Offices in the Russian capital are getting on the green wagon when it comes to saving cash, conserving energy and making a statement.
While "green" building is revolutionizing architecture globally, Moscow is at long last also seeing major developments in environmentally-friendly design.
A 2.5 million-euro renovation will soon see an 18th-century building in central Moscow turned into a showcase for energy efficiency and green technologies at a new World Wildlife Fund headquarters.
The project, which is partially funded by the French government, seeks to make the WWF building a shining beacon of what the future of green buildings can be in Russia.
“The first problem is the price. Environmentally-friendly construction is more expensive than conventional construction all over the world,” Igor Chestin, head of WWF’s Moscow office, told RT. “We solved this problem by inviting partners. For the time being, we have about 14 commercial companies which support the project in one way or another.”
Although energy efficiency has been officially supported by the Russian president, it is still a long way from being put into wide practice, admits the WWF official.
“We hope that our project will set an example,” Chestin added. “It will also show what the bureaucratic obstacles are for companies that want to apply environmentally-friendly technologies while renovating and constructing their office.”
Greenpeace Russia has been at it for some time with its Green Office Project, tutoring companies and organizations about cost-cutting energy-saving measures.
“First of all, Russia is at the very beginning of this process – greening its lifestyle and behavior,” Vladimir Churpov, from Greenpeace Russia, told RT. “Unfortunately, the green ideas and green lifestyle are not very popular among ordinary people, nor among companies. We have a very good example of the World Bank in Moscow, which in six months decreased by 15 percent the power consumption in their offices, due only to behavior changes by the staff. Fifteen percent – that’s a lot.”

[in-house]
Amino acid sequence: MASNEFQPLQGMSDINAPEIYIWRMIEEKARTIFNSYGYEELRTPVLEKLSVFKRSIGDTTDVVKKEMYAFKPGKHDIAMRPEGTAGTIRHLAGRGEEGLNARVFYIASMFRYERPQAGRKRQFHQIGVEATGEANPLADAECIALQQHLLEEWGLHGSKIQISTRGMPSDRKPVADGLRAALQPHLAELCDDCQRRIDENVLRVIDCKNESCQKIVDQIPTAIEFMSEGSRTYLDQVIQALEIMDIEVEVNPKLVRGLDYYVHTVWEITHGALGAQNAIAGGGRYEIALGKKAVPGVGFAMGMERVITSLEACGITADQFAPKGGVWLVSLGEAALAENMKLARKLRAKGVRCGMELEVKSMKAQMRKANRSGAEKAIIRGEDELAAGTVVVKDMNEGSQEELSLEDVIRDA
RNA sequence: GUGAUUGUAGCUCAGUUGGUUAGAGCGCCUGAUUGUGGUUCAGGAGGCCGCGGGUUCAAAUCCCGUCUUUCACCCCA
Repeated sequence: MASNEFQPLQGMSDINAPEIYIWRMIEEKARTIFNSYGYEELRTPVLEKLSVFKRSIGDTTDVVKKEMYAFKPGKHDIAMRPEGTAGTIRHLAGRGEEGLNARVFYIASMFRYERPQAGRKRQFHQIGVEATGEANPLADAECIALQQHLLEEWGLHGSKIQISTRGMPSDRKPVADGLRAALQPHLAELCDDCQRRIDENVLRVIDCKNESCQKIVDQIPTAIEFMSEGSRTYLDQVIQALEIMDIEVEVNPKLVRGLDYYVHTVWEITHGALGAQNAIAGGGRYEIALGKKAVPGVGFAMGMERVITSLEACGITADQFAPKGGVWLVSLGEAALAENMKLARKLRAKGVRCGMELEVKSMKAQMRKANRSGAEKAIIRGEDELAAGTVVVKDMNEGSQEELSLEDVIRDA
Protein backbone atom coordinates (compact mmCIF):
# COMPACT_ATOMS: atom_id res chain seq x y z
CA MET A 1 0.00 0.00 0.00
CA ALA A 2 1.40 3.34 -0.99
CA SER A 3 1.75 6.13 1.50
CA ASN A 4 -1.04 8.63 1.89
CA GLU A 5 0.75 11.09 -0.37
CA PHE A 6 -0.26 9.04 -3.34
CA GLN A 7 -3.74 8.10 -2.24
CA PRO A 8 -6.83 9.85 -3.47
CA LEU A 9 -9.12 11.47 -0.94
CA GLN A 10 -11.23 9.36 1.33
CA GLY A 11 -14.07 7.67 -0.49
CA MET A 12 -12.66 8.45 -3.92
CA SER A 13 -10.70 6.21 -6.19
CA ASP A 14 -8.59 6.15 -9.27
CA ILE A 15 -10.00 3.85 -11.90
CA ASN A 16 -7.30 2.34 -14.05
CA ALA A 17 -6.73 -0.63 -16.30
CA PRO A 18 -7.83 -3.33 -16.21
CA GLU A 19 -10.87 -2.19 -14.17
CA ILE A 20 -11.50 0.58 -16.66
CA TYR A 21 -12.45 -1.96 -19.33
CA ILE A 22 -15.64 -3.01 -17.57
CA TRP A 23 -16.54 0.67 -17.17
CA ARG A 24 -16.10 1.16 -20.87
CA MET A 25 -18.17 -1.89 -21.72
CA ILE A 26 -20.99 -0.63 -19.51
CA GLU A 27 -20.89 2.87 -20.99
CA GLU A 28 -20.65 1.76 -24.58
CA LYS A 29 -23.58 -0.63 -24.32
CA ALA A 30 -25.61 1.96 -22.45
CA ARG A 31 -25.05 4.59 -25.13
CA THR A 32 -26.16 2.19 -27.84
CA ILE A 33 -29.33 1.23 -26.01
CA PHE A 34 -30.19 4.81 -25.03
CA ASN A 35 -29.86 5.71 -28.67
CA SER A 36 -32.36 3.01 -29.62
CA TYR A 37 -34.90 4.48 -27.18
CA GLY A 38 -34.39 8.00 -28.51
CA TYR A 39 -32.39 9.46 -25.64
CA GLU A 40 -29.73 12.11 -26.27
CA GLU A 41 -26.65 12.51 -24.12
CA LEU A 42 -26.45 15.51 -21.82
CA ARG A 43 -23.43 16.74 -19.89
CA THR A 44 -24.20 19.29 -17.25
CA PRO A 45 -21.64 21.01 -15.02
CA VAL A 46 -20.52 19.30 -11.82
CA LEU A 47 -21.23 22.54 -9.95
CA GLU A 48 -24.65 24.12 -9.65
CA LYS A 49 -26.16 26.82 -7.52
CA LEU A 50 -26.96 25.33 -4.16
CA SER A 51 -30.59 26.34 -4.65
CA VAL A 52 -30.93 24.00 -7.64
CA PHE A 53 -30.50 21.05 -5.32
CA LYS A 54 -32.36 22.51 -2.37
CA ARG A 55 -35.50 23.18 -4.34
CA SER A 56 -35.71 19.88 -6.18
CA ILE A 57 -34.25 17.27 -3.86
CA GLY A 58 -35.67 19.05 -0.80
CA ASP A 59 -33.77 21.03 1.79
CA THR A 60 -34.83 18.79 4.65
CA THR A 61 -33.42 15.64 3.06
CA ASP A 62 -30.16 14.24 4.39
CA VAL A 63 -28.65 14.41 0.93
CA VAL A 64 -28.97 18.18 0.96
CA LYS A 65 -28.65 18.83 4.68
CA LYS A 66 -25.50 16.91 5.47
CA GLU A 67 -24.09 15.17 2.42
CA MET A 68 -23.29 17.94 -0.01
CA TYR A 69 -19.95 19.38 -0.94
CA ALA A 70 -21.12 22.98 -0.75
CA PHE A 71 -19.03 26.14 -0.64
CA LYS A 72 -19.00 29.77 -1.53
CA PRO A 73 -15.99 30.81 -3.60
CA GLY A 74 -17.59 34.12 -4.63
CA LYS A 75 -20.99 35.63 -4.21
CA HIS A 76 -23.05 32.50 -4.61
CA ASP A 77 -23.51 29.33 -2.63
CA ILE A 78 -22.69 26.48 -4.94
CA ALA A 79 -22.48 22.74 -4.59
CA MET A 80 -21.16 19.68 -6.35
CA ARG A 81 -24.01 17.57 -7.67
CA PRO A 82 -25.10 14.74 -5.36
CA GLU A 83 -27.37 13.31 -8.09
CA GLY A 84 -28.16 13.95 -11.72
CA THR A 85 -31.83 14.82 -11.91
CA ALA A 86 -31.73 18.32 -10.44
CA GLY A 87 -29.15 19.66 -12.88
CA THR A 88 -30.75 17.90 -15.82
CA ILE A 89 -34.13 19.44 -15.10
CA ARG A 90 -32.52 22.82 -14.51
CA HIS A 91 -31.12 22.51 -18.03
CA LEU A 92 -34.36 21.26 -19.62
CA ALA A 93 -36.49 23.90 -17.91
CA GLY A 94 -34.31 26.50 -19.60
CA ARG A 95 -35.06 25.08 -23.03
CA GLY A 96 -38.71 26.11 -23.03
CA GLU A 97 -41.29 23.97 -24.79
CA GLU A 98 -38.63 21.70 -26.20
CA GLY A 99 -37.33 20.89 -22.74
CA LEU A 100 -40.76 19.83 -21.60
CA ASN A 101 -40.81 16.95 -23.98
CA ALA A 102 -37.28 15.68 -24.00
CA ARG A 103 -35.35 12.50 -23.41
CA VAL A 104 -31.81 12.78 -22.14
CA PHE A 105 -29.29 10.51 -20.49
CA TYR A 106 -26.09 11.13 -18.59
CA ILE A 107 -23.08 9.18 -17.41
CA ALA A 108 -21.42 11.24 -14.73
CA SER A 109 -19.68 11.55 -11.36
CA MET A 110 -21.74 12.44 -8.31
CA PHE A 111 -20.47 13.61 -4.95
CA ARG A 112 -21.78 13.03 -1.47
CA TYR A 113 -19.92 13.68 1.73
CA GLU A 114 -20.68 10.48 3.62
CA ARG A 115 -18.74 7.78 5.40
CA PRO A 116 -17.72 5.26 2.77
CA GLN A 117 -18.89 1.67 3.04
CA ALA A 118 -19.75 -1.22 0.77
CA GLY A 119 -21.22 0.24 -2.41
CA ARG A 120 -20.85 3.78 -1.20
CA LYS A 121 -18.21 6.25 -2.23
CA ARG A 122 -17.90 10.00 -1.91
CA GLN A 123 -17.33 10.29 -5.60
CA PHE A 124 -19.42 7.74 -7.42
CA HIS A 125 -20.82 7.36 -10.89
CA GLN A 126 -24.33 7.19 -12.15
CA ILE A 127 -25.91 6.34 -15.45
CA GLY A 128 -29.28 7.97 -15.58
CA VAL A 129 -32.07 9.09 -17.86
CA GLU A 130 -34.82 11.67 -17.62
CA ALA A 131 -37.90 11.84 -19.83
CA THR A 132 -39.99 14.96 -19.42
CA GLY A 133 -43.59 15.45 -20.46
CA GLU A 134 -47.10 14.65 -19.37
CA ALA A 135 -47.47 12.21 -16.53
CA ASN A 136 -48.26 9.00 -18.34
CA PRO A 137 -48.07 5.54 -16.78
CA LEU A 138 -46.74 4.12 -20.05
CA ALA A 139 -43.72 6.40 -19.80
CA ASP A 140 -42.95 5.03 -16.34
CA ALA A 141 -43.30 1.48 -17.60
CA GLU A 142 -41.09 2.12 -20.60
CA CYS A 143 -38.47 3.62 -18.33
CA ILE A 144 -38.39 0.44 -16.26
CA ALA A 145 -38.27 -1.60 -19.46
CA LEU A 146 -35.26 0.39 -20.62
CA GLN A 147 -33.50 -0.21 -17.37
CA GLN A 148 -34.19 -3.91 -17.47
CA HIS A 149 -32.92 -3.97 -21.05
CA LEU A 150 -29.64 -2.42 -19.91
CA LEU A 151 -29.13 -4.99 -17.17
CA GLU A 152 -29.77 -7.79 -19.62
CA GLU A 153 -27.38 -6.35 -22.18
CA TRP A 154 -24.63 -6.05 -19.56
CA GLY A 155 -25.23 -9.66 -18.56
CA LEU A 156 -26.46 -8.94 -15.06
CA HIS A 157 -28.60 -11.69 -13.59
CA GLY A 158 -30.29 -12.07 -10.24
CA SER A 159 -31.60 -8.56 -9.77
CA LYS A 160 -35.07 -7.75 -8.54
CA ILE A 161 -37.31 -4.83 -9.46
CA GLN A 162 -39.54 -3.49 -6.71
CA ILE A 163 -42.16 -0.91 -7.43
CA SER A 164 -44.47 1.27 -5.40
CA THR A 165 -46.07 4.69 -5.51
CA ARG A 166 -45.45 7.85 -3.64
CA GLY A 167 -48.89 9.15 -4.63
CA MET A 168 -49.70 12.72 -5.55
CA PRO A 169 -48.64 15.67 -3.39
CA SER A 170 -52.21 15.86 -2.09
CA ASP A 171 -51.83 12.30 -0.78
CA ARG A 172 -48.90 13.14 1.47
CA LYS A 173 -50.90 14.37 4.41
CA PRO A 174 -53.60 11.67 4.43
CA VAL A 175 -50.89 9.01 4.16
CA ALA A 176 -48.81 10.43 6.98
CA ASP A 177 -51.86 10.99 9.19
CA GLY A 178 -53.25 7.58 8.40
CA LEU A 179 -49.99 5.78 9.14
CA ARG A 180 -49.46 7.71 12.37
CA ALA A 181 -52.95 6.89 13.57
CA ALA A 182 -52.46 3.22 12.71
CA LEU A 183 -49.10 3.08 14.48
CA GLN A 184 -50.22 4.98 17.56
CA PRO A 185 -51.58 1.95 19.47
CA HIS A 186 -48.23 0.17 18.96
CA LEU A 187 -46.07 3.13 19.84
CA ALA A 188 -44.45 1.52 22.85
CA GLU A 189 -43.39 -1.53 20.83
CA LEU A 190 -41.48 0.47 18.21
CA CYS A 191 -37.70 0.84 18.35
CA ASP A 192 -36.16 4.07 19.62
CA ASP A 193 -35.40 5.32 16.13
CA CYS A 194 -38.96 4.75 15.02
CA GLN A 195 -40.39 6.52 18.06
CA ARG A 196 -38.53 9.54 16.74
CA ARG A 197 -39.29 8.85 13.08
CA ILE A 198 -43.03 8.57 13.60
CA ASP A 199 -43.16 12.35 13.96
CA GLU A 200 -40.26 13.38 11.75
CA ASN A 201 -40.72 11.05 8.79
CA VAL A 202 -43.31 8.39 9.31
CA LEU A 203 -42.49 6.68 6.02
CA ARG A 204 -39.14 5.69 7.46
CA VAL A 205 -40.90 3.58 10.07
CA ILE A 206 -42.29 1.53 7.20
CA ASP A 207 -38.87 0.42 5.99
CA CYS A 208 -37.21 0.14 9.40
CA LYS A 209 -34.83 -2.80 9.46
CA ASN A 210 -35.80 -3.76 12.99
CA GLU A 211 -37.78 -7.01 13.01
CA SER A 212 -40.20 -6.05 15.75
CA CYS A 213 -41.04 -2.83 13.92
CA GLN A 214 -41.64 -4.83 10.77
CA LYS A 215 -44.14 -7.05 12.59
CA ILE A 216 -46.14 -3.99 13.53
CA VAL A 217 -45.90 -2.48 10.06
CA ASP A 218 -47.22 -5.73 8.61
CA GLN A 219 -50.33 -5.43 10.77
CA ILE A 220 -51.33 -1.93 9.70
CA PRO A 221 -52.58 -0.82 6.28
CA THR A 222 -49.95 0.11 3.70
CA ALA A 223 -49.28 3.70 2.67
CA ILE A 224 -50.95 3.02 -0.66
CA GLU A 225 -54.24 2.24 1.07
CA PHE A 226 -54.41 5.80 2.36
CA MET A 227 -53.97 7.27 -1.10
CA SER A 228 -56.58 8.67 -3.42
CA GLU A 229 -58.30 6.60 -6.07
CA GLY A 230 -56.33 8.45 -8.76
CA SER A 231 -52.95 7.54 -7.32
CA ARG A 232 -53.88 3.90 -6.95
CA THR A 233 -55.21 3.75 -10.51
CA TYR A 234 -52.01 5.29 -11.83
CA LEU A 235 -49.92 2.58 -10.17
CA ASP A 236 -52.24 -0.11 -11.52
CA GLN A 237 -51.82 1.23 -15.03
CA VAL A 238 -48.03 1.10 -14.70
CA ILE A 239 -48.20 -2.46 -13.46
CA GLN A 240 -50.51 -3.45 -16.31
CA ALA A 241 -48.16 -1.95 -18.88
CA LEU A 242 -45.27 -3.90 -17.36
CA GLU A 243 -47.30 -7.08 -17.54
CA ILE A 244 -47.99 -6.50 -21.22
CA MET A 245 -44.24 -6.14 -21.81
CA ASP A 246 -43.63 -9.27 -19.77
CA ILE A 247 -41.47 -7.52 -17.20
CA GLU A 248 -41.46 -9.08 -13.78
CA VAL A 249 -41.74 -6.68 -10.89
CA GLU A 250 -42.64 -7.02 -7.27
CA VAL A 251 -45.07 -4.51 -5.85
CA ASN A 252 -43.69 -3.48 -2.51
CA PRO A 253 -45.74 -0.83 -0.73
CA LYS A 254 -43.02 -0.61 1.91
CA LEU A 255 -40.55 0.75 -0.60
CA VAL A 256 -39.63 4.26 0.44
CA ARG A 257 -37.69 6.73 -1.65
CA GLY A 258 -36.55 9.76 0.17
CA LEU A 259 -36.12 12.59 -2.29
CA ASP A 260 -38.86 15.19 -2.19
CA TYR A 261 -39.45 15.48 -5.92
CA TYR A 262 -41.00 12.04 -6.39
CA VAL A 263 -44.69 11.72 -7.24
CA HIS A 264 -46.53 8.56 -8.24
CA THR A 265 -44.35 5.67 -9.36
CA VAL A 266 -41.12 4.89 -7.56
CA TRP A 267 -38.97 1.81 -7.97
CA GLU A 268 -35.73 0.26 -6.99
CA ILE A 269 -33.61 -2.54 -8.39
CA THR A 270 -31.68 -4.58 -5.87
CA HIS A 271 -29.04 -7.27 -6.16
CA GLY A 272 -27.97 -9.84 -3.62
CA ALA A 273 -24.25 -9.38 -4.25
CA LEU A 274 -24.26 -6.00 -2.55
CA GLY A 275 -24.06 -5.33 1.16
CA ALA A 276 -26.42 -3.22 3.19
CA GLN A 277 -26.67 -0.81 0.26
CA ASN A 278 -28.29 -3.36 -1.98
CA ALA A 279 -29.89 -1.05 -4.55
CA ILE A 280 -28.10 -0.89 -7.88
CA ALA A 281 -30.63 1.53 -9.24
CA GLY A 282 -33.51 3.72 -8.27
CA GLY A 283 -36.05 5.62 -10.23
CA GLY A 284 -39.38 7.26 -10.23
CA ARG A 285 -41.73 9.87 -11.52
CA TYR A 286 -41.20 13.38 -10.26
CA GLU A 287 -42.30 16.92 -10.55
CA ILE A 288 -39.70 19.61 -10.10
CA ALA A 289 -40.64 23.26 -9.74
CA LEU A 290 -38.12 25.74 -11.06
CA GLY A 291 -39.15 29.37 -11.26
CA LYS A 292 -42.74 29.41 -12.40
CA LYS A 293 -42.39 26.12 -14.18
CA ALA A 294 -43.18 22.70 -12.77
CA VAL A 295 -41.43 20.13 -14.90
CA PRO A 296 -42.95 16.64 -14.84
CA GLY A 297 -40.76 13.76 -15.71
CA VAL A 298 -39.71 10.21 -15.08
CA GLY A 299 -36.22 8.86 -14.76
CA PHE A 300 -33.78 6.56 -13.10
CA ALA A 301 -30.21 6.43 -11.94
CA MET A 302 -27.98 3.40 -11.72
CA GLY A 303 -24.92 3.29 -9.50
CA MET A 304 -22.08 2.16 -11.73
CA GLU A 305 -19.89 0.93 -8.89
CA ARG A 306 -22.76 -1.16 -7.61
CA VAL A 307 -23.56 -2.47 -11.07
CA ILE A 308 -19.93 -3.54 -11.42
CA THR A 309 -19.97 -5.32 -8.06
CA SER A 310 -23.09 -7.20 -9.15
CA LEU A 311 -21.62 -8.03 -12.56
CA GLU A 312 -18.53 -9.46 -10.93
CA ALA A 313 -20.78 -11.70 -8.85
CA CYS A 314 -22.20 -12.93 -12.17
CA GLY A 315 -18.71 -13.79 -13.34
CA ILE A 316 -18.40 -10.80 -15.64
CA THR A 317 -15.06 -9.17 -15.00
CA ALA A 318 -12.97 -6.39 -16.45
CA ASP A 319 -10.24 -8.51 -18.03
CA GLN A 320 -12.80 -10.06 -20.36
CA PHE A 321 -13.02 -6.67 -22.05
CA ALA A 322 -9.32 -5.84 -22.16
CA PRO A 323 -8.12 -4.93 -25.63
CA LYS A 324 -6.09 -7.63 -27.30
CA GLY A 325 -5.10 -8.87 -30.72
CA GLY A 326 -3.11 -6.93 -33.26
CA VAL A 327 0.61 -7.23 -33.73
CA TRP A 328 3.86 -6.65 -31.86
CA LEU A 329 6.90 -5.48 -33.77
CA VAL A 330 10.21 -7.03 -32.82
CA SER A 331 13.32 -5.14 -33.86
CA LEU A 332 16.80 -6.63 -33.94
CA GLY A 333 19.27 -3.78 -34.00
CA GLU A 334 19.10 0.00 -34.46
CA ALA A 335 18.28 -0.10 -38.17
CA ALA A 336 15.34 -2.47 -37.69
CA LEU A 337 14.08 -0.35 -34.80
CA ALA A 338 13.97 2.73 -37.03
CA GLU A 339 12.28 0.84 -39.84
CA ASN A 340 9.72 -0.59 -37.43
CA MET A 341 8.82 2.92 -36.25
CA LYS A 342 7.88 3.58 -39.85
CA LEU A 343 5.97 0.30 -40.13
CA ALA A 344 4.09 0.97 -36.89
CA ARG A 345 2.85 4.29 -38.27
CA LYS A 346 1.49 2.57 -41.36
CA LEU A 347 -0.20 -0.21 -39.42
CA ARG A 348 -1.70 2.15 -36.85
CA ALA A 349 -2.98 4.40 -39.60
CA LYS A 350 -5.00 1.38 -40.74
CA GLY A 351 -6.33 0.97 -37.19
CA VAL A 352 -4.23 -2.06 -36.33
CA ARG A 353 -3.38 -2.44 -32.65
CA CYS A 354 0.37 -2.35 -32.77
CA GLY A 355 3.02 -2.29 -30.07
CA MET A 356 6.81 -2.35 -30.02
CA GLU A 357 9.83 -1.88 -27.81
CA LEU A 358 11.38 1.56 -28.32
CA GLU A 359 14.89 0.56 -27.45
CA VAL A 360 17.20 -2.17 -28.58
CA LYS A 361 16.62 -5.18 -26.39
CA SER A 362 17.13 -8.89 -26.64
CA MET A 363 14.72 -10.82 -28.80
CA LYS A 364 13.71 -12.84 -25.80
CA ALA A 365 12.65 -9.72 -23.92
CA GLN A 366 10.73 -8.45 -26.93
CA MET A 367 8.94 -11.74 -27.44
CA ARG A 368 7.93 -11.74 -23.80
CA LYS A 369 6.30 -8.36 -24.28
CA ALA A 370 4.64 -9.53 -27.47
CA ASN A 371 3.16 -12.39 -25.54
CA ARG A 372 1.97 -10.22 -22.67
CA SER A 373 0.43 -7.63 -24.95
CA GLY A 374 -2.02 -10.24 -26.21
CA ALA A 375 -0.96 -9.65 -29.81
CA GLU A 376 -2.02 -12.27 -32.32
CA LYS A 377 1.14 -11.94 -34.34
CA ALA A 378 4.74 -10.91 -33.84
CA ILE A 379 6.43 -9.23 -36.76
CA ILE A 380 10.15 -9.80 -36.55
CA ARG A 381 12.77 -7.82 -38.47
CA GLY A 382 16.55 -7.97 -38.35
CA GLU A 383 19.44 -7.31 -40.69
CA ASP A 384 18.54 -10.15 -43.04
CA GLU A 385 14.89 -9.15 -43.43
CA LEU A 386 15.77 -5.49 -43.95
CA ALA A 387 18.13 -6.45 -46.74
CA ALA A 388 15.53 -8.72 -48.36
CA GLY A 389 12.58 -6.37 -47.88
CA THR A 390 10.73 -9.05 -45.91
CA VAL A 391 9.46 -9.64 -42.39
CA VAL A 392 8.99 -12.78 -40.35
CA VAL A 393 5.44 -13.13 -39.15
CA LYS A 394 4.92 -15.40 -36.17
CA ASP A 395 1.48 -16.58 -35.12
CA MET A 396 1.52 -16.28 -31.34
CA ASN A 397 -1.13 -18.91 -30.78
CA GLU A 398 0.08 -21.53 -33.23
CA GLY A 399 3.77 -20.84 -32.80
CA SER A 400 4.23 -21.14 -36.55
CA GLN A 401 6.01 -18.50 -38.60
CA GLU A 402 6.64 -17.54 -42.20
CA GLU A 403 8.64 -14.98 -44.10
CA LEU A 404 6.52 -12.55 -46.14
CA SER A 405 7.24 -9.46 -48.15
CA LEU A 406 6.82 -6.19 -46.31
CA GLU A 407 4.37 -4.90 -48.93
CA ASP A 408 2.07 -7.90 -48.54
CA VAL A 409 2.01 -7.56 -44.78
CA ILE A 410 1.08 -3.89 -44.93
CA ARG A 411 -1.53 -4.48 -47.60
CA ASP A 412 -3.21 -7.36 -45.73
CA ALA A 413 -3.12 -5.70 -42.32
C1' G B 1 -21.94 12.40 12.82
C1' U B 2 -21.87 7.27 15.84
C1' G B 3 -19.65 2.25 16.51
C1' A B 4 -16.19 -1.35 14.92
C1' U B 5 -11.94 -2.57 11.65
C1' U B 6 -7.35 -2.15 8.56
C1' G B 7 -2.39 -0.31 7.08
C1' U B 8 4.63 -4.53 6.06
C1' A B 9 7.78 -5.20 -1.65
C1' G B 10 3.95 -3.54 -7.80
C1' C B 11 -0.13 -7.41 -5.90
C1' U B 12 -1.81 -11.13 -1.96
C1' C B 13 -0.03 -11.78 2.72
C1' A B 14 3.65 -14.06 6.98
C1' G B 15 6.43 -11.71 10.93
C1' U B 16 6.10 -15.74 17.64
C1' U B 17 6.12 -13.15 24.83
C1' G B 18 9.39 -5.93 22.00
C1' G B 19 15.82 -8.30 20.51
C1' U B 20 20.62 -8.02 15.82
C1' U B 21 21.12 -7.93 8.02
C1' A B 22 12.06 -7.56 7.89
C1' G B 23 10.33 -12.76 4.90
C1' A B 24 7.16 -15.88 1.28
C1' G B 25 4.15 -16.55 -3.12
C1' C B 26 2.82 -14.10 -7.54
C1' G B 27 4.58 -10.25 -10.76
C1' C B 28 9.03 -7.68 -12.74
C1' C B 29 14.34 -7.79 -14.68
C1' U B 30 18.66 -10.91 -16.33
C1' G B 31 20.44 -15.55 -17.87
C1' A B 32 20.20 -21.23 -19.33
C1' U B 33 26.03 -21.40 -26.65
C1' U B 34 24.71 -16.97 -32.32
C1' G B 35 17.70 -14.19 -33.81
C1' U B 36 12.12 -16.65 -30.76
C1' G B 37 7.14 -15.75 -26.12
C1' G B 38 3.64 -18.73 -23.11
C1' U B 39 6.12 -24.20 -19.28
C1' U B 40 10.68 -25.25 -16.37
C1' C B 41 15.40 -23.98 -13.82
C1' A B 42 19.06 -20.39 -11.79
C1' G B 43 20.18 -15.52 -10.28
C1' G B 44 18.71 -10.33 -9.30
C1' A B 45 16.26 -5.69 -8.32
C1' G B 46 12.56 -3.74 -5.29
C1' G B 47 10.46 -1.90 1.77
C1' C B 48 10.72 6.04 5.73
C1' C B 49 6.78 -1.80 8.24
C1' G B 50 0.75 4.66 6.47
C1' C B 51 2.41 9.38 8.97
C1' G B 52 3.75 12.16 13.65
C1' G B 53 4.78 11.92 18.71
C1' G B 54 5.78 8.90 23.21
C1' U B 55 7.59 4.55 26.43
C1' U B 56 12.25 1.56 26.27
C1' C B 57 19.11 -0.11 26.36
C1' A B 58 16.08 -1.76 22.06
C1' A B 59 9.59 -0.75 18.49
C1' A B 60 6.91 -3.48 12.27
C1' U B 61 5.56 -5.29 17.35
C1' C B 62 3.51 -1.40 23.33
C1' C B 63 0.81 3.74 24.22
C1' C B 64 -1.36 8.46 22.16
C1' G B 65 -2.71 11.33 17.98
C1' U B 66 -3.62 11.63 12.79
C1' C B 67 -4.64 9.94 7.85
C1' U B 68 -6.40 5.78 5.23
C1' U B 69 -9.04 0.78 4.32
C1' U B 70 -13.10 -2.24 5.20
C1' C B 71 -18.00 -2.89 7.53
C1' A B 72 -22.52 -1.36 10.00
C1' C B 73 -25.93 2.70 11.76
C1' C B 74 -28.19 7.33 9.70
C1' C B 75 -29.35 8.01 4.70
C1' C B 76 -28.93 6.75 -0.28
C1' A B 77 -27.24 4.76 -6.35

Such changes offer companies both an image advantage and energy-saving profit.
“I think that many people see the need for ‘green’ measures and many have done a lot of useful things,” Lilia Boiko, from the Danone company, told RT. “But as for Russian society in general, everything – from sorting out waste to installing automated lighting systems – will take some time for society in general to realize the need for this.”
The World Wildlife Fund’s new three-story building will cover a total area of 1,200 square meters. Project managers for the new venture say that expats are especially sensitive to working in green spaces.
“Before the crisis, it was very difficult to find people to work for companies,” Sara da Costo Lopes, general director of Proma Estate, told RT. “You had to give good salaries but not only, so one of the ways to attract them is to have an environment and an office which is friendly so that people say, ‘This is where I want to be.’ Because at a certain point, salary is not enough.”
Greenpeace says there are two sides to this coin: technical and behavioral. Offices put in energy-efficient equipment and even institute recycling, but if the workers do not respond, it is not going to save anyone any money.
“To blame yourself, to say to yourself that what you are doing is wrong – this is the most important hurdle,” Vladimir Churpov, from Greenpeace Russia, told RT. “That’s why we use evolution methods; we educate people, we spread information convincing them that this is economically profitable. That’s our way. Of course, we also need state policy forcing people to do it the right way.”
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